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Ladies and gentlemen! Start your engines! Mad Penguin is proud to present to you the first annual rm -rf February contest. We're also proud to say that this contest is like none other you've entered before. We're not going to give you a cookie for running the fastest, being the best crayon artist on the block, or building the tallest castle with your Lego collection... we're going to reward you for blowing up your computer (not literally! Put down the TNT!). Rule #1 is to never take the staff of Mad Penguin too seriously. If you can't get rule #1 down cold, then close your browser now and go outside and play.
SAN FRANCISCO - IBM is readying a number of new marketing programs that the computer giant hopes will encourage another 6,000 independent software vendors (ISVs) to port their software to the Linux operating system over the next three years. At the Linuxworld Conference& Expo in Boston Tuesday, the company will unveil its IBM eServer Application Server Advantage for Linux initiative, code-named Chiphopper, which is designed to ease the job of making Linux software run across all of IBM's servers.
An Italian bank is to move to thousands of computers to the Linux operating system.
Dear "open letter" writers: Please stop writing "open letters." They're a poor way to distribute your ideas, almost as bad as online petitions. There are more effective ways to make your point.
Oracle Invests Significant Resources to Provide a More Traditional Enterprise QA Environment for Linux
If you have ever wondered what Bill Gates says when he flies to Europe to meet with heads of state, we now have clarity, as business dudes might put it. Here's an article in Danish on precisely what Bill told Denmark he'd do if they opposed the software patents directive, followed by a rough translation by an alert Groklaw reader there, one of several to send this item to us.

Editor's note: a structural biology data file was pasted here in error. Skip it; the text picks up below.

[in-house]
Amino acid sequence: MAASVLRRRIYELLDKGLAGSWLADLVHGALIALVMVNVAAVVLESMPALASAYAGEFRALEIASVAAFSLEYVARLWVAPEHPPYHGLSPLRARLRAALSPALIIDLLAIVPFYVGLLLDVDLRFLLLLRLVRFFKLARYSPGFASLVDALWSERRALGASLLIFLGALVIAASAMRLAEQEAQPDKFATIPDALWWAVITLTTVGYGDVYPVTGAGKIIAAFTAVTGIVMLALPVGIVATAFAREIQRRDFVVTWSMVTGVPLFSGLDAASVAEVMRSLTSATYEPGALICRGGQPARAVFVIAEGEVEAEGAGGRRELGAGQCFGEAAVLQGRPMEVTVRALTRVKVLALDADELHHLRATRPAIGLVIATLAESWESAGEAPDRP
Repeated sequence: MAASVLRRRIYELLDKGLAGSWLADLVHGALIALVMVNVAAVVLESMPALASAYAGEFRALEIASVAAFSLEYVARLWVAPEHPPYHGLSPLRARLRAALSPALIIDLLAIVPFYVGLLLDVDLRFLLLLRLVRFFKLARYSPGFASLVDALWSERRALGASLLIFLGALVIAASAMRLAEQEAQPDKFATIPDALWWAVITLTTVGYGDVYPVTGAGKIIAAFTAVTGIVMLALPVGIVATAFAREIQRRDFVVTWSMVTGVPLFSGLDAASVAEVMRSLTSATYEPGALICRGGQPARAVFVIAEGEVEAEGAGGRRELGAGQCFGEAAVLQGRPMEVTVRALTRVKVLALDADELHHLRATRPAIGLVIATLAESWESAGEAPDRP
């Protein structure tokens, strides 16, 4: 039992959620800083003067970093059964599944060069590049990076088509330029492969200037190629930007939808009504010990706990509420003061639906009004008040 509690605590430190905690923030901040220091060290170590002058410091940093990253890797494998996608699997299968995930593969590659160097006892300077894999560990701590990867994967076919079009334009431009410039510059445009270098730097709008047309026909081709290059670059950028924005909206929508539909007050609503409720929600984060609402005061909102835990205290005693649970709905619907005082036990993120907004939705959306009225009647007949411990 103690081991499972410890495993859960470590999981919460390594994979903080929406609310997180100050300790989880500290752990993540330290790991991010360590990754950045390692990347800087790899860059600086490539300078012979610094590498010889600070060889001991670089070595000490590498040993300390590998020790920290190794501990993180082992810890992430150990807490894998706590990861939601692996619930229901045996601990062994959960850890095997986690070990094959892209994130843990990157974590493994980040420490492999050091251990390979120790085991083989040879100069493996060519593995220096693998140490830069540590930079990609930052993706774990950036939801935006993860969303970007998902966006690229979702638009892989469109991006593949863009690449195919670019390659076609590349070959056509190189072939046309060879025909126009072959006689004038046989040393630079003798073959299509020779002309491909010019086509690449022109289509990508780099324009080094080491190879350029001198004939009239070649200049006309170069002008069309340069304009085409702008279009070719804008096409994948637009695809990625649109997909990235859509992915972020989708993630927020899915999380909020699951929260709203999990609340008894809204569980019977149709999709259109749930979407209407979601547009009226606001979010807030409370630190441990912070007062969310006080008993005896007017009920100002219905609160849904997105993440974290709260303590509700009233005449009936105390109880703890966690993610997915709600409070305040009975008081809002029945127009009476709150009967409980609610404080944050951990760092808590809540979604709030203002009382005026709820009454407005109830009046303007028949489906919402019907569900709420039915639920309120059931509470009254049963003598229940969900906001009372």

Daffodil software has announced the release of v4.0 of its open source java database One$DB.
The title of the review is “Xandros Desktop OS 3 is a Windows XP replacement” because I feel this comment could be true for well over 90% of general computer users (probably like you.)
Free Software Magazine launched last month in electronic format, with a print version due in April. Free Software has no central office, and is not funded by any venture capitalists with deep pockets. Article topics range from an analysis of XML to a discussion about intellectual freedom. Segments of Richard Stallman's blog are promised as a regular feature. A section of technically-oriented articles covers password management, LiveCDs, and programming free software on Mac OS X. The final section deals with economic, social, and political issues of free software. We spoke with editor-in-chief Tony Mobily about creating FSM and his goals for the magazine.
IBM is gearing up to try its hand at Linux diplomacy. Buoyed by the success of cooperative ventures promoting Linux in Brazil and a few other developing countries, IBM plans to spread its open-source philosophy to other parts of the globe in 2005.